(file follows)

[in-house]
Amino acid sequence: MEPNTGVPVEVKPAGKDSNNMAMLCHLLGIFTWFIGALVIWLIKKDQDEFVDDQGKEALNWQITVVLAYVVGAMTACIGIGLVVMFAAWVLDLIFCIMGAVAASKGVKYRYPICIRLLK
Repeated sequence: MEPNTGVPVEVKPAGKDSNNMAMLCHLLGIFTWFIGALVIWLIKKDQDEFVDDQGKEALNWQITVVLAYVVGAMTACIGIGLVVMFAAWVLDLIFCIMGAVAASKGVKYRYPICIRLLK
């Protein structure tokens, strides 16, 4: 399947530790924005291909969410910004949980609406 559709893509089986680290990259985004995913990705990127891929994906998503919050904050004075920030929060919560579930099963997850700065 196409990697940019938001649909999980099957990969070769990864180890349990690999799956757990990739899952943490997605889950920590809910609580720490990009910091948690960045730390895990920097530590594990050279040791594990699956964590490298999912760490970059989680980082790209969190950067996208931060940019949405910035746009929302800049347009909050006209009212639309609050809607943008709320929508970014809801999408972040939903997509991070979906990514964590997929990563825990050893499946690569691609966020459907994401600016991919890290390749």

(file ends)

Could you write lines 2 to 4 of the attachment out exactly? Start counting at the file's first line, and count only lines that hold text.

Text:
Amino acid sequence: MEPNTGVPVEVKPAGKDSNNMAMLCHLLGIFTWFIGALVIWLIKKDQDEFVDDQGKEALNWQITVVLAYVVGAMTACIGIGLVVMFAAWVLDLIFCIMGAVAASKGVKYRYPICIRLLK
Repeated sequence: MEPNTGVPVEVKPAGKDSNNMAMLCHLLGIFTWFIGALVIWLIKKDQDEFVDDQGKEALNWQITVVLAYVVGAMTACIGIGLVVMFAAWVLDLIFCIMGAVAASKGVKYRYPICIRLLK
């Protein structure tokens, strides 16, 4: 399947530790924005291909969410910004949980609406 559709893509089986680290990259985004995913990705990127891929994906998503919050904050004075920030929060919560579930099963997850700065 196409990697940019938001649909999980099957990969070769990864180890349990690999799956757990990739899952943490997605889950920590809910609580720490990009910091948690960045730390895990920097530590594990050279040791594990699956964590490298999912760490970059989680980082790209969190950067996208931060940019949405910035746009929302800049347009909050006209009212639309609050809607943008709320929508970014809801999408972040939903997509991070979906990514964590997929990563825990050893499946690569691609966020459907994401600016991919890290390749």